Securing student data is a challenge that requires cash

Securing student data is a challenge that requires cash
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For families across America, autumn means a return to school. New classrooms, new schoolbooks, and increasingly, new digital services that use student data to improve educational outcomes. 

This fall, schools around the country received a nasty back-to-school present: data breaches wrapped in disturbing threats. In September, the Columbia Falls (Montana) school district shut down for three days in response to a ransom letter. Penned by cybercriminals, the letter claimed that student data had been breached, made chilling references to the 2012 shooting at Sandy Hook Elementary School, and threatened to release sensitive student information.

A few weeks later, Johnston Community School District (Iowa) received a ransom note from the same group. Parents and students received text messages threatening to harm them. The district closed several schools. Then the digital intruders published a list of student data, stating that the information could be used by “any child predator [to] easily acquire new targets and even plan based on grade level.”

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The hacking group has now hit at least four districts — including Splendora Independent School District in Texas and Crenshaw County Schools in Alabama — and their Twitter feed alludes to two universities in New York and California that may have also been victimized. Schools appear to be the group’s newest target, following attacks and health care facilities and media companies.

 

At a recent meeting of state educational agency IT leaders, a U.S. Department of Education official explained why schools are increasingly at risk: while other industries are investing in greater IT security to protect against cyber threats, many schools are facing budget constraints that result in declining resources for IT security programs. Schools are becoming the one of the easiest targets for hackers.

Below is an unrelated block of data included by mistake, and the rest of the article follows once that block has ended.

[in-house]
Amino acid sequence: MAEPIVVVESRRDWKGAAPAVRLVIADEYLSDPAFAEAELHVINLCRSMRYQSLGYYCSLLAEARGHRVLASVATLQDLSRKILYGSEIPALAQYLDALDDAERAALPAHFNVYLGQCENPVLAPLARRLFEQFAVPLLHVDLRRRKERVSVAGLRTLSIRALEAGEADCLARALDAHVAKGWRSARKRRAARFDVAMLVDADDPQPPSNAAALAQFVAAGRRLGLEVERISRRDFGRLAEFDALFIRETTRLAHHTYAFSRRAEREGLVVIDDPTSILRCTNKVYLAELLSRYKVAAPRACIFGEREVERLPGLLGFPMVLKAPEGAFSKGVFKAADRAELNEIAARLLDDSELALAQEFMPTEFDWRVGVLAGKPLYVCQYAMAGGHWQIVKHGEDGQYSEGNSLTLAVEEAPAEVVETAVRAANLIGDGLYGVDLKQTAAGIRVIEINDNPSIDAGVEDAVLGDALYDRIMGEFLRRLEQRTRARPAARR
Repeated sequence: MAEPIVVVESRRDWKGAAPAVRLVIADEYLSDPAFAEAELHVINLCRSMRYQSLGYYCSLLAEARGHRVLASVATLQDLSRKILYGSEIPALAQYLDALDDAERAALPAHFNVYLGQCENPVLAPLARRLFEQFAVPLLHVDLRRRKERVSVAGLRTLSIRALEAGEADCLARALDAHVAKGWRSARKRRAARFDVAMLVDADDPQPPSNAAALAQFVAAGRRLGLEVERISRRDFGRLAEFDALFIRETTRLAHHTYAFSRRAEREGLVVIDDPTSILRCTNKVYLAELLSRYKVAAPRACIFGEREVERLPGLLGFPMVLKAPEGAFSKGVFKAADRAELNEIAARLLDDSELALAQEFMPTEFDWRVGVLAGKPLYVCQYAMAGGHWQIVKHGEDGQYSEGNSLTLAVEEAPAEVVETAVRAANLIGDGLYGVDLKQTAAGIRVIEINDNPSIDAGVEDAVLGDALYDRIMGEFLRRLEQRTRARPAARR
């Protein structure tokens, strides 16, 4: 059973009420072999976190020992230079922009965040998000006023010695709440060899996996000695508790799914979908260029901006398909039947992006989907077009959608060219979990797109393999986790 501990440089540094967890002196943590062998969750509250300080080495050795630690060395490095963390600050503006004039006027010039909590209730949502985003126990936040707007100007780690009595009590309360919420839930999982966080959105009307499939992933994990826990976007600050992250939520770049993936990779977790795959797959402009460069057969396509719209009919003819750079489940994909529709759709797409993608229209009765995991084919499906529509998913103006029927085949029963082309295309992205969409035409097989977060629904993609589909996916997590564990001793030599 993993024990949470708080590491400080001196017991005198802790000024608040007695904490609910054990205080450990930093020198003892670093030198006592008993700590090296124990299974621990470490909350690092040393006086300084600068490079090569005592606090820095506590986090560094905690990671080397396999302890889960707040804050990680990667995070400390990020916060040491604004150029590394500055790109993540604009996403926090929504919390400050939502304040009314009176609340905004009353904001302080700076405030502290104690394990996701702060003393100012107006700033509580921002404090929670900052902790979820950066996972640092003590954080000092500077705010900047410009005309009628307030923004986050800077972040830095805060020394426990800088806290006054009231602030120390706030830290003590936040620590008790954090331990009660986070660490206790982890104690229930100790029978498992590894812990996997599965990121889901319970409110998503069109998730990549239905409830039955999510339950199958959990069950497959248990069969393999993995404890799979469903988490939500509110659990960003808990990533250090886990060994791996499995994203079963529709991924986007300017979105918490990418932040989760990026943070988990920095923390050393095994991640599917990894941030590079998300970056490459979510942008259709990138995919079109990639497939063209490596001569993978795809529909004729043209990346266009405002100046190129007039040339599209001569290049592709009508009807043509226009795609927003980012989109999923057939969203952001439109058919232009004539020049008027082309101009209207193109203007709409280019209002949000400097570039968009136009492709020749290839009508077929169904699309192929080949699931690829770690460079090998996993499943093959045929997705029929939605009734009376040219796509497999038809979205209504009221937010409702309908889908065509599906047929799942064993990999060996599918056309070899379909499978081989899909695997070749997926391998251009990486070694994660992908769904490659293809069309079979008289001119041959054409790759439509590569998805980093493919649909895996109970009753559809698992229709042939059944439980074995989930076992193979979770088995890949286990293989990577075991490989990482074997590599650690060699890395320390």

Ransomware in schools is nothing new: K-12 education is one of the most targeted sectors for cyberattacks. However, “traditional” ransomware usually involved hackers locking up data held by a school, and charging a fee to recover the data. These new attacks are a different breed: the attackers demand a ransom, and pair the demand with threats against members of a school community, including threats to release sensitive data if schools don’t pay up.

Traditional ransomware attacks often work because they lock down administrative data that is necessary for schools to function; these newer attempts exploit information about students — including learning plans, health information, and internal school communications.

This is a burgeoning crisis. Children’s information should never be used to extort money, and no child should have to fear that sensitive data about them — whether special education, disciplinary, or their grades — could be publicized. Too many districts do not have the funding to support adequate technical safeguards, staffing levels, or comprehensive privacy and security training to safeguard student data.

When we are talking about “information” in this context, we are discussing the lives and learning of schoolchildren. We don’t know how to quantify the potential harm to a child’s education and wellbeing when their school experience is infused with the fear of having private information publicly revealed. The risks to individual children are difficult to precisely describe, but nonetheless crucial to prevent.

State and federal legislators are considering legislation that could reduce the threats from these hacks. However, this is not a problem that can be legislated into submission. Since 2013, more than 120 new student privacy laws have passed in 40 states, and many of those laws require security controls for districts or their contractors. However, legislating requirements for schools without budgeting additional funding to support these requirements is ineffective. Very few laws passed since 2013 fund additional security resources for schools.

Of course, state policymakers are funding many education priorities: improving college and career readiness, supporting personalized learning, creating better school climates, and ensuring equity, among others. Spending money on security or training isn’t always top of mind, and elected official can struggle to articulate how improving privacy safeguards is an issue that they can “run on.” However, educational priorities that reply on digital tools will fail if parents do not trust schools to protect kids’ data.

Parents and other stakeholders who are concerned about these attacks should encourage their state and federal representatives to fund better cybersecurity in schools. Student data should never be the easy target for criminals who would terrorize children for a quick payday. 

Jules Polonetsky is CEO of the Future of Privacy Forum, Amelia Vance is a policy counsel at the Future of Privacy Forum and leads the Student Data Privacy Project, and Bill Fitzgerald is the director of Privacy Review Programs at Common Sense Media.